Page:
Social Media App Yik Yak Offers Nothing of Value

By Tran Doan, Contributing Writer ||

Fed up with all those Facebook statuses, Twitter hashtags, or food photos on Instagram? There’s an app called Yik Yak, a so-called social network which, according to its description, enables users to “check out what everyone’s saying” within a confined radius with the help of location services.

Yik Yak is a free app available on smartphones, full of funny and sensational yaks written by college friends about almost everything on campus, from how terrible the food at the dining hall is to how inferior all the rival schools are. That’s why people may see the article “Psychiatrist’s view: Yik Yak is the most dangerous app I’ve ever seen,” by Dr. Keith Ablow on Fox News, as a bit of an exaggeration — until they actually browse through Yik Yak.

No sign-up is required; indeed, everything is posted anonymously. Yik Yak users enjoy the anonymity, so they start posting things without fearing that they are responsible for what they say. While some users post harmless witty yaks about college life, others choose to spread rumors and verbally attack people. People have even gone as far as to yak threatening things, like at San Clemente High School in Southern California where a school was locked down for explosives detection after a bomb threat was posted on the app. A fifteen-year-old teenage boy at Mt. Sinai High in Long Island was arrested for yakking his plan to shoot other students. It’s hard to imagine that a person, being fully aware of how cruel and tragic a mass shooting is, can make a prank out of it.

Even without extreme terrorist threats, Yik Yak still would not be fun. Don’t be indignant if one day Yik Yak is banned in a certain area because several schools in Chicago have done so to protect their students from humiliating, vicious words. When someone spreads rumors about a student or a faculty member anonymously, there is no way to verify if the rumors are true. Similarly, when someone says someone else smells bad, there is no way to know where these mean words come from. Some of you may have read a yak on the F&M page that said something like: “The woman in the d-hall is a bitch.” There are two reactions to this post: some may agree with the yak and be glad that someone out there has the same feeling, while others may look down upon whoever writes the post. In both scenarios, either the D-hall worker or the student will be judged. In other words, either way, someone can and will get hurt. Those who spend a few seconds reading hurtful words on Yik Yak may forget about them the very next day, but it may take years for the wounds of those who were hurt to heal.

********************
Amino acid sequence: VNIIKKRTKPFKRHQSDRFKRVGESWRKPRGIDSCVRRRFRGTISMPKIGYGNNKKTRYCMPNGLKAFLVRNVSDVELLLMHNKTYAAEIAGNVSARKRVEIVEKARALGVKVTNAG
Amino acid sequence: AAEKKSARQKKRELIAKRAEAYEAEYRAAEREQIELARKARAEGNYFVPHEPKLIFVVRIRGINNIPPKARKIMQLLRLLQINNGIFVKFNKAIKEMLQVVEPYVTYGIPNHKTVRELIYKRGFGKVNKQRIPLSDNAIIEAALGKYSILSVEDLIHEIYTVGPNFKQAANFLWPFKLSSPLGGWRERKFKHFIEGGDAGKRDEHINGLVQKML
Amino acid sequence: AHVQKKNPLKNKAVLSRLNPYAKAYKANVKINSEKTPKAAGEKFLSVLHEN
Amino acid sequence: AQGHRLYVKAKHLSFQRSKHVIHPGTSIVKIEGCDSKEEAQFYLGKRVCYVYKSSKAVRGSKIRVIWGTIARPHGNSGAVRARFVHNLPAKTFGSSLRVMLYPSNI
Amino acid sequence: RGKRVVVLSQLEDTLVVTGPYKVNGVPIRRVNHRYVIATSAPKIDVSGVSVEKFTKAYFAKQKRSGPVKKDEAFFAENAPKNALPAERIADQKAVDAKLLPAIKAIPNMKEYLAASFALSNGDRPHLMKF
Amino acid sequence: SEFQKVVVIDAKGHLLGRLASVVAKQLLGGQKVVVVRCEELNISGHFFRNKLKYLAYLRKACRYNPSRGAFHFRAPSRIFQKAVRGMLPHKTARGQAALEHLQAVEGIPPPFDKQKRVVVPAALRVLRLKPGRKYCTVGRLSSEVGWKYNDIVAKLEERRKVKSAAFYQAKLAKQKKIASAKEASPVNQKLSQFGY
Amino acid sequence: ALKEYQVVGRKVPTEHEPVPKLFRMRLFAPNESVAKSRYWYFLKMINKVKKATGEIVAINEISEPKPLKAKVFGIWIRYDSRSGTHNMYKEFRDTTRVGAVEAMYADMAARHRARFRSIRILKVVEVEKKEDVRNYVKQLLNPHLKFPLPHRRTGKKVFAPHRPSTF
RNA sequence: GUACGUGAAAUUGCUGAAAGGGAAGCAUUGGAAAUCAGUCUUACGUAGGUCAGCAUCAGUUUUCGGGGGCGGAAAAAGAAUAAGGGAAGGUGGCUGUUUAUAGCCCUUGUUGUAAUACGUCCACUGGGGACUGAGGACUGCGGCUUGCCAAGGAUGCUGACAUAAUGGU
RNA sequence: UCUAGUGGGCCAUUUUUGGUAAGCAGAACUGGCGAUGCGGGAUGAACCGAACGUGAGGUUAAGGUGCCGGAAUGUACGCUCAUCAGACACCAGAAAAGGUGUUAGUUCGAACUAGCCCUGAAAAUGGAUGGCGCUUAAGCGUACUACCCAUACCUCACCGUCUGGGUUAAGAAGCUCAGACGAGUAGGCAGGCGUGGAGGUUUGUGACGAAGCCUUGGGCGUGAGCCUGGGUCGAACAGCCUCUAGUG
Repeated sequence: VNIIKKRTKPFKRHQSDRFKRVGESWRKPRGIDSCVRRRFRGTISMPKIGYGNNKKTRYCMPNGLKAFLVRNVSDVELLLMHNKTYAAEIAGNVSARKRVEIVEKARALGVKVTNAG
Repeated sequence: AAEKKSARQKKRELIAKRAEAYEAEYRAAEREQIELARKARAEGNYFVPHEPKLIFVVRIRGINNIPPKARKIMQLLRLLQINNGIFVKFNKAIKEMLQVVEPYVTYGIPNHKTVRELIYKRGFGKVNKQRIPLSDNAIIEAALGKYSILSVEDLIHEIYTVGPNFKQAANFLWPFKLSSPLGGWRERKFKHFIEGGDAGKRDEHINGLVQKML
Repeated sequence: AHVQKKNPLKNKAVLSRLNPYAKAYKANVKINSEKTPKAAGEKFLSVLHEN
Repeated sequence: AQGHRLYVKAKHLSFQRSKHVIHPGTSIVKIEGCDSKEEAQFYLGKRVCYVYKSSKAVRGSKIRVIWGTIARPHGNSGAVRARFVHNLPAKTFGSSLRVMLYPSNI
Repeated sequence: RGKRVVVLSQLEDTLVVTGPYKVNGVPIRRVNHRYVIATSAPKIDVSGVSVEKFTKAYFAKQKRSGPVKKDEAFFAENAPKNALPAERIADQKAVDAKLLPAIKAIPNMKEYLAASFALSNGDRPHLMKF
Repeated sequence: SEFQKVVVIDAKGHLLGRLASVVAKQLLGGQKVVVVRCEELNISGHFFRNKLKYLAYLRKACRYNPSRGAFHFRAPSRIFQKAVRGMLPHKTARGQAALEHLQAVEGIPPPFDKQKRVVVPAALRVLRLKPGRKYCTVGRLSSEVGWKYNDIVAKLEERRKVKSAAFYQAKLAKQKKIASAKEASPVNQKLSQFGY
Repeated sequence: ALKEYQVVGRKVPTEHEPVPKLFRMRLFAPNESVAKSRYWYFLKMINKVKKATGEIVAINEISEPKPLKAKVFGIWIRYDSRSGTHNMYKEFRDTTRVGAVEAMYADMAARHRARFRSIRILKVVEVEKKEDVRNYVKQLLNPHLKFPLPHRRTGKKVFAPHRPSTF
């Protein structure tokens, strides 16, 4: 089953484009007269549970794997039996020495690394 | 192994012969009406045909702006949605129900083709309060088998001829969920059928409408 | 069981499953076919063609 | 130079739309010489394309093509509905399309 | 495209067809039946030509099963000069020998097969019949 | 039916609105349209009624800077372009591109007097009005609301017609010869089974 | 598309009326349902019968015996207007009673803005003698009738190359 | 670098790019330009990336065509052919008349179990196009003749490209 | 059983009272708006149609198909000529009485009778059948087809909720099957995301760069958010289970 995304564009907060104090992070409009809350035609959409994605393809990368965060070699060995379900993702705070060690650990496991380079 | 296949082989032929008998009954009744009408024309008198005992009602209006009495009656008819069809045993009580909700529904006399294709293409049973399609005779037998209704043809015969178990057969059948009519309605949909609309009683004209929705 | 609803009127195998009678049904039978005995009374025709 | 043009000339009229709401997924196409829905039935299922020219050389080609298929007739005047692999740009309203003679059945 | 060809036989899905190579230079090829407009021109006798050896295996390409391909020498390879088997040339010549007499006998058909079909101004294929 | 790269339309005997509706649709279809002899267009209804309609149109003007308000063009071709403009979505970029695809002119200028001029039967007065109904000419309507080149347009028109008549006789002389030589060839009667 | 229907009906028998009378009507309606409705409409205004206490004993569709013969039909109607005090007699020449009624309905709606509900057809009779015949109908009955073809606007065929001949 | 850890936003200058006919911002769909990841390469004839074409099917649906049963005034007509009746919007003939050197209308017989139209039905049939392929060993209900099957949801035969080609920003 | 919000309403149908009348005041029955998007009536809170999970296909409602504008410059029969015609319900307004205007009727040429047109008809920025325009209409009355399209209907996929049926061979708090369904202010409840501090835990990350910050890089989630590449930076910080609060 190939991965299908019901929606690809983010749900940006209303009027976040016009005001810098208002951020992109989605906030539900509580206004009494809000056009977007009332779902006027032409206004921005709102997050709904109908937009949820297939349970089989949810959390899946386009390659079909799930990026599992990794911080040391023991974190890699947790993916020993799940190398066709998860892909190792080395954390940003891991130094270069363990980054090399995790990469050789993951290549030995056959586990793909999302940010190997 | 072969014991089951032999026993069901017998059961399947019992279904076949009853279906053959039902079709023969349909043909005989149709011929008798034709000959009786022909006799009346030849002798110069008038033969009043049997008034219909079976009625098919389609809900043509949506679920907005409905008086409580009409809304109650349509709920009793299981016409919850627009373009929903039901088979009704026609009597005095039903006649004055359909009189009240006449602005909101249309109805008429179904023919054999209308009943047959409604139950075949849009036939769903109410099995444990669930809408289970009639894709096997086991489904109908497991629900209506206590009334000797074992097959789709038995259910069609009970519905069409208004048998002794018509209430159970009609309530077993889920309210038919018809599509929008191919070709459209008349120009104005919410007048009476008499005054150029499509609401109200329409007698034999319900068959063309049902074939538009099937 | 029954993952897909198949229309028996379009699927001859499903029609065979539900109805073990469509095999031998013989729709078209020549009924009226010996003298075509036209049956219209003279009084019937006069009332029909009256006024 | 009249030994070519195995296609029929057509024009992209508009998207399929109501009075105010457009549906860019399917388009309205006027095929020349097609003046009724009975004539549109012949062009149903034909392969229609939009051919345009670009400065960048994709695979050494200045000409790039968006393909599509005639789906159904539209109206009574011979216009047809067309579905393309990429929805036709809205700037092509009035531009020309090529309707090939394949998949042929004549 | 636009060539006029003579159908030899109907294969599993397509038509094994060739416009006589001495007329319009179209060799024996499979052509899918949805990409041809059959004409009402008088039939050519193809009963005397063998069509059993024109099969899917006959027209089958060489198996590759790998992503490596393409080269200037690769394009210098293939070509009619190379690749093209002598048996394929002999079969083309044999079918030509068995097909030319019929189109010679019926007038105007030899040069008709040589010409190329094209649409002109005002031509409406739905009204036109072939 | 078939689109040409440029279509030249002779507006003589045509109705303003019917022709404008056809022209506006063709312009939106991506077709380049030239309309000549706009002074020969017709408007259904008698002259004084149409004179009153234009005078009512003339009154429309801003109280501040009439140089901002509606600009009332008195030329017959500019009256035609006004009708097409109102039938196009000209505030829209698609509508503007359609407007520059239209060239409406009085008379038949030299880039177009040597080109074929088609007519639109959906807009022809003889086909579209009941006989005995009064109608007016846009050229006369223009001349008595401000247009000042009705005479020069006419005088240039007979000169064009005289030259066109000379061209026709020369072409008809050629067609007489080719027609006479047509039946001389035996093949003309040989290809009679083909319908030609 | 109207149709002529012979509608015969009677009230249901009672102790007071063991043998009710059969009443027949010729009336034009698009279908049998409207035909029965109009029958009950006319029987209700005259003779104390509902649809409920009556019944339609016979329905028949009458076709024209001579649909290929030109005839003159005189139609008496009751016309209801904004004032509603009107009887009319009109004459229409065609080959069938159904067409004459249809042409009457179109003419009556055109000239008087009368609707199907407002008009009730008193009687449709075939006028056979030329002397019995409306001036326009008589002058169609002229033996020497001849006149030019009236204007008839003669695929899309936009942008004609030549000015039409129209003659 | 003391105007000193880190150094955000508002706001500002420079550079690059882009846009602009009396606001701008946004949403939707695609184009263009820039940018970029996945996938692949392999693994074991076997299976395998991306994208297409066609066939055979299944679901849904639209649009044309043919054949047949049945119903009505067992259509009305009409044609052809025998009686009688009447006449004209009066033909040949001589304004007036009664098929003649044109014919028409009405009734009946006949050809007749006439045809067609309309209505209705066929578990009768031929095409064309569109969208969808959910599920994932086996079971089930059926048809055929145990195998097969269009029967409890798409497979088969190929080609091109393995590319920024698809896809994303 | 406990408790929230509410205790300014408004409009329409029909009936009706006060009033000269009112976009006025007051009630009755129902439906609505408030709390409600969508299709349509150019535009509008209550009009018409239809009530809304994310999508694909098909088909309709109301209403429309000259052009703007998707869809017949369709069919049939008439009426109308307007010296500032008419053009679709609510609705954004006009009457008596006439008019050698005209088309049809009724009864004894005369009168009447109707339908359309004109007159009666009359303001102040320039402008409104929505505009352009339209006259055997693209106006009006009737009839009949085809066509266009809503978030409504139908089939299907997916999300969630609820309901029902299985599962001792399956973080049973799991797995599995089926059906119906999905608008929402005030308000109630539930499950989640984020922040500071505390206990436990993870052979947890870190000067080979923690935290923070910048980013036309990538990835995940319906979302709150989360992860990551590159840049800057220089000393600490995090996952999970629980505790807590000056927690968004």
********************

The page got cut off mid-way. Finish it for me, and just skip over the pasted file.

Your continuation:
In response to the public opposition, Yik Yak creators have created “geo-fencing,” which prevents middle school and high school students from using Yik Yak when they are near the school area. Additionally, a 17-plus age restriction has been imposed on the app. However, inhibiting kids from using Yik Yak at school does not forbid them from using the app at home. Unless parents control their children’s phone application accounts, teenagers under 17 can still download whichever app they want. Whether these changes can make considerable improvement is still in question.

One of the two creators of Yik Yak said in an interview with The Huffington Post: “using the app the way we intended it to be used requires a certain amount of maturity and responsibility. We were idealistic about who possessed that.” Not only were they too idealistic, but they also had no idea how their popular production would turn people into targets for personal attacks and provide its users opportunities to be ruthless and irresponsible.

Like other social networks which have recently been met with disapproval, Yik Yak has its pitfalls. If these flaws create a cyberspace for bullying and making others suffer, the social media site should be considered off limits.

 

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